Roofing safety in winter weather
When the temperature drops and the wintery weather arrives, it can lead to dangerous conditions on building sites. Roofing professionals are especially prone to these additional risks due to working at height in high winds and on surfaces that become extra slippery when covered in rain or snow.
But work can’t stop until the sun comes back out, so instead, appropriate steps must be taken to prevent injury and illness.
Improving safety means first understanding the risks - and the cold weather brings plenty. For one thing, there’s the increased risk of slips and falls due to potentially wet, windy and icy situations.
There’s also the fact that being outside for prolonged periods of time in cold weather could mean workers are more likely to suffer from winter illnesses like colds and bronchitis. Health conditions like asthma, painful joints and fatigue may be exacerbated in wintery weather, while hypothermia, frostbite and chilblains are other concerns.
It’s important to realise that it doesn’t have to reach freezing temperatures outside for risk of injury or illness to go up. In fact, the additional hazards start to become issues at relatively mild temperatures.
You also can’t make informed decisions based solely on what a thermometer says. Wind chills can make the temperature outside feel much lower and heavy winds can lead to dangerous conditions, especially when working at height. Meanwhile, rain can make platforms and rooftops more slippery, and even if the sun does come out, icy patches in the shade may not melt.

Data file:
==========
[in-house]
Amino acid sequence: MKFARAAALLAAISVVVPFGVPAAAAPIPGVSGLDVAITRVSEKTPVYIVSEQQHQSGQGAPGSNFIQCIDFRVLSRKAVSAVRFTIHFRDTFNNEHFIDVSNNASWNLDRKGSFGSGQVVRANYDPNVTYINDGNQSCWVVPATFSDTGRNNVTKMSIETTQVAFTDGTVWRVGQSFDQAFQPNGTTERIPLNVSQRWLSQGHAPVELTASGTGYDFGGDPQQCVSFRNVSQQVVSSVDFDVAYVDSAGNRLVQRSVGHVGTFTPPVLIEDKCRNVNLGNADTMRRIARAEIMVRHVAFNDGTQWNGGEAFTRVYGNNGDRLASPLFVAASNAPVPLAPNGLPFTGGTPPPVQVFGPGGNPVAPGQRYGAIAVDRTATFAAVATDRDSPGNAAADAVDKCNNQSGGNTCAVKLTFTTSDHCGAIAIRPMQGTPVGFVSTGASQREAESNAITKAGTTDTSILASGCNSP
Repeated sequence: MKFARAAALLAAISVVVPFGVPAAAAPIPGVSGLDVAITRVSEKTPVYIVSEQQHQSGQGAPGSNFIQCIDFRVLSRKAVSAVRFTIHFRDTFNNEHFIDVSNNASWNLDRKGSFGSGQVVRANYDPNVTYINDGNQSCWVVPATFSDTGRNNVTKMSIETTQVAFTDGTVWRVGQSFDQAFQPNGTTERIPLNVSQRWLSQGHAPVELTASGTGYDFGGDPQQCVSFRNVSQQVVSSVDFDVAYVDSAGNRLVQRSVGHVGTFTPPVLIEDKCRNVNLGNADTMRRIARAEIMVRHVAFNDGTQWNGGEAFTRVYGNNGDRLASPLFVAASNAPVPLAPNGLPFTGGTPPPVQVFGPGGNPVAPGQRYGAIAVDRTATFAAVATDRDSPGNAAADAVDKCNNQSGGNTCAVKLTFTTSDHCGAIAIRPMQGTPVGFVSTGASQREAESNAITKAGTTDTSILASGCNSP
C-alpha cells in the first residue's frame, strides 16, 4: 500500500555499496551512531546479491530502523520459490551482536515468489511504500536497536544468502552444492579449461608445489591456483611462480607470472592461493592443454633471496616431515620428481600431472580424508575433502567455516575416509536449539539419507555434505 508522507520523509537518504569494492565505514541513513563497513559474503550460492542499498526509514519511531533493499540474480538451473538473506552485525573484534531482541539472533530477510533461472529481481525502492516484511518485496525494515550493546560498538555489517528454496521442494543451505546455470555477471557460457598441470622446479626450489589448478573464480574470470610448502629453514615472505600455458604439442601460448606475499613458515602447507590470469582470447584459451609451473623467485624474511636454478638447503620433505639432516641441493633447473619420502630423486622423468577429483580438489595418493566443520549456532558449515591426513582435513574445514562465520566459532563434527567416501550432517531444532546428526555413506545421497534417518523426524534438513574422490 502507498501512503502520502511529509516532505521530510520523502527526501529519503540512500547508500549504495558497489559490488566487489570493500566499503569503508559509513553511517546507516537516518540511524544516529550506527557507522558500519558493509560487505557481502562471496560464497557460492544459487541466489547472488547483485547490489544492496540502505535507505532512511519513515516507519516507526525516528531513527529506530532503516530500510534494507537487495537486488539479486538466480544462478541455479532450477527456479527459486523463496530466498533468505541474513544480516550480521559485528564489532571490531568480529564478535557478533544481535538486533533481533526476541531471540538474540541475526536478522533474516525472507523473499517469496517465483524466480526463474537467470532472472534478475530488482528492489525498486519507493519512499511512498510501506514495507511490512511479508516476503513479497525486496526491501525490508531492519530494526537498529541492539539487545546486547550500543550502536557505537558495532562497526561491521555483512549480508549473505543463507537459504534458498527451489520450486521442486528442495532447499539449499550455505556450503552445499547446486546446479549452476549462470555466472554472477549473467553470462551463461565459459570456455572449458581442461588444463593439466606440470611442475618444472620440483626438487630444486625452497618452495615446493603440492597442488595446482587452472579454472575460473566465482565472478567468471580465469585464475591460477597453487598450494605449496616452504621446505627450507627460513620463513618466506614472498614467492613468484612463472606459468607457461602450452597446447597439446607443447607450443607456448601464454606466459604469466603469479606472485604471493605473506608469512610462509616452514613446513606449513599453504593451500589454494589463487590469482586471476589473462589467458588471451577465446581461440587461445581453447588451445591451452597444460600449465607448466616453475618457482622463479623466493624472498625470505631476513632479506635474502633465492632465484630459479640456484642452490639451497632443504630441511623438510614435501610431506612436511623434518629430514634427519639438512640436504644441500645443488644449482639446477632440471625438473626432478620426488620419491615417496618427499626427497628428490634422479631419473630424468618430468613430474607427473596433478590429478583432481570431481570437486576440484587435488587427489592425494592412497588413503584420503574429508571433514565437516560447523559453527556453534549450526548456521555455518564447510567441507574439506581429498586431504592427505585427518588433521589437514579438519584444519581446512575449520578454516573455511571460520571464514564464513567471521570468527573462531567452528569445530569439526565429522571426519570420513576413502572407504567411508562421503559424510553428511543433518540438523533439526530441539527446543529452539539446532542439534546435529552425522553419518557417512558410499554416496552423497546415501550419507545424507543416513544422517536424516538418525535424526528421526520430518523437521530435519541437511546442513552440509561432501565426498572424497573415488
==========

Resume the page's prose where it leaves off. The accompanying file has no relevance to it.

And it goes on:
To get a clear understanding of the weather conditions, and what they mean for roofing contractors, risk assessments must be carried out, and the relevant health and safety procedures should be followed at all times.
Snow, ice and extreme cold
Although there are no definitive industry regulations to define when it’s too cold for construction workers to carry out their jobs, there is a duty of care for the protection of employees according to the Health and Safety at Work Act and the Management of Health and Safety at Work Regulations.
The Construction (Design and Management) Regulations 2015 - also known as the CDM - requires that outdoor work is arranged and equipment/clothing is provided to protect workers during adverse weather. Meanwhile, the Work at Height Regulations 2005, state that work should not be carried out if weather conditions could endanger the health and safety of workers.
In a publication entitled Health and Safety in Roof Work, the Health and Safety Executive (HSE) warns that “rain, ice or snow can turn a secure footing into a skating rink”. It goes on to explain that a roof should always be inspected before work starts to see if conditions have changed and to check whether it is safe to work.
According to the National Federation of Roofing Contractors (NFRC), “Roofers must always be made aware of and understand the hazards which can overtake them whenever work is attempted or continued in windy conditions.” it also points out that wind conditions on the ground can be much different than they are on a rooftop, so any measurements of wind speed or direction must be taken at the actual location where work will be carried out.
The organisation has published a comprehensive guide to working in high winds, and it sets out maximum wind speeds for roofing and cladding work for contractors. When it comes to slating and tiling, they recommend: